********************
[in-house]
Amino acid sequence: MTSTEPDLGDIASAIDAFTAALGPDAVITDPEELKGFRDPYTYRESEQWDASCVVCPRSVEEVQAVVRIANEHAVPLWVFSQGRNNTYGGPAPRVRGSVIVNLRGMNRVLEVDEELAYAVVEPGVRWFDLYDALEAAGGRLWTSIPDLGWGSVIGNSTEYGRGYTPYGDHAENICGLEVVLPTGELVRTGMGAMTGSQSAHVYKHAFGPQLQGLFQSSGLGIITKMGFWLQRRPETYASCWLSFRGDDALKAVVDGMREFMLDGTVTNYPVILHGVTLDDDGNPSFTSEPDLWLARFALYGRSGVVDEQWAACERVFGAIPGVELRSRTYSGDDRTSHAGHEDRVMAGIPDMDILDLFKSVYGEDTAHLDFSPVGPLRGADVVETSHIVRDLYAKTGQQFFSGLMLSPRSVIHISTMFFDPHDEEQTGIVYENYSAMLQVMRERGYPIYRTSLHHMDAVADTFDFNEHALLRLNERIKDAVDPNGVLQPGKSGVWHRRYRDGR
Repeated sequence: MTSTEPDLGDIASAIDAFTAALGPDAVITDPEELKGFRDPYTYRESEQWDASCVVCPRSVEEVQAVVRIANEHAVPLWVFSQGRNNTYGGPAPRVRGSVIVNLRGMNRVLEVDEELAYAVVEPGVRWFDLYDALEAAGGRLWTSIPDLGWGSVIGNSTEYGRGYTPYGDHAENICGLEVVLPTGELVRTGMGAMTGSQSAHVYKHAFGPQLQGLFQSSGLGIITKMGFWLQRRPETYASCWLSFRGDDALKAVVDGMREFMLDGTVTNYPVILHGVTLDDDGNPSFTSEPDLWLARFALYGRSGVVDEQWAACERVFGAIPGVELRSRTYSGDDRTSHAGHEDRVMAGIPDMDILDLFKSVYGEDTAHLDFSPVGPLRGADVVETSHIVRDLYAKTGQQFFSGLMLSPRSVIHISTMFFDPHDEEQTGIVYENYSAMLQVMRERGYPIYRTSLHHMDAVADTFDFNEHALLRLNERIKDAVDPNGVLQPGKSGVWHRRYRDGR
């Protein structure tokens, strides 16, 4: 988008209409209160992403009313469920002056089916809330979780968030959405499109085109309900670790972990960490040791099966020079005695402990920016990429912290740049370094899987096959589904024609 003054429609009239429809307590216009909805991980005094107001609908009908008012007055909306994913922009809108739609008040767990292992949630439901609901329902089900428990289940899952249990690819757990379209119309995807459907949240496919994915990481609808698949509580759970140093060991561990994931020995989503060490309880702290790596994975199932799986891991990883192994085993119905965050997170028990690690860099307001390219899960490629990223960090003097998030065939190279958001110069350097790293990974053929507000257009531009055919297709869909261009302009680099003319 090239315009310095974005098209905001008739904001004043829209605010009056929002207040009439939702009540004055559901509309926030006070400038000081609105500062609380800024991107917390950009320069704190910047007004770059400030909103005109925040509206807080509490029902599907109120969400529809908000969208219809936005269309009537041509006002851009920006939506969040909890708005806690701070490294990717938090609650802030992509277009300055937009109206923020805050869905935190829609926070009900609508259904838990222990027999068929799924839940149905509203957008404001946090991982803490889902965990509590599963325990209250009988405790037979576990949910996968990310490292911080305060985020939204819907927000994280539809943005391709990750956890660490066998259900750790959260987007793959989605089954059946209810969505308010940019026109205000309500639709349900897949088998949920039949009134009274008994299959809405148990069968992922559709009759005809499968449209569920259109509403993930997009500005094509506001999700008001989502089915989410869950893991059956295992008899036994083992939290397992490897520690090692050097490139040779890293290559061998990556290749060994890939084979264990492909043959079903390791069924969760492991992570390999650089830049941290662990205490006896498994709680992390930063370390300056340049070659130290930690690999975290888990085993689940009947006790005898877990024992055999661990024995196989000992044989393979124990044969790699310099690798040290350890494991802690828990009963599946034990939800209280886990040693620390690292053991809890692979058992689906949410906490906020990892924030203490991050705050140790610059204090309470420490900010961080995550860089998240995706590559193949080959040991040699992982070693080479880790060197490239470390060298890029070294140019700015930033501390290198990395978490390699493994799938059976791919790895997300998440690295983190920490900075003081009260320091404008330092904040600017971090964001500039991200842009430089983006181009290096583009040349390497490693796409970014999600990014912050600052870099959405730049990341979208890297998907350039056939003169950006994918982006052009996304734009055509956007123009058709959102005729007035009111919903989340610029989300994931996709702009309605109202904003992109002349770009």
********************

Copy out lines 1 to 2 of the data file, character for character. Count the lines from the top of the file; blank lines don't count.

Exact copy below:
[in-house]
Amino acid sequence: MTSTEPDLGDIASAIDAFTAALGPDAVITDPEELKGFRDPYTYRESEQWDASCVVCPRSVEEVQAVVRIANEHAVPLWVFSQGRNNTYGGPAPRVRGSVIVNLRGMNRVLEVDEELAYAVVEPGVRWFDLYDALEAAGGRLWTSIPDLGWGSVIGNSTEYGRGYTPYGDHAENICGLEVVLPTGELVRTGMGAMTGSQSAHVYKHAFGPQLQGLFQSSGLGIITKMGFWLQRRPETYASCWLSFRGDDALKAVVDGMREFMLDGTVTNYPVILHGVTLDDDGNPSFTSEPDLWLARFALYGRSGVVDEQWAACERVFGAIPGVELRSRTYSGDDRTSHAGHEDRVMAGIPDMDILDLFKSVYGEDTAHLDFSPVGPLRGADVVETSHIVRDLYAKTGQQFFSGLMLSPRSVIHISTMFFDPHDEEQTGIVYENYSAMLQVMRERGYPIYRTSLHHMDAVADTFDFNEHALLRLNERIKDAVDPNGVLQPGKSGVWHRRYRDGR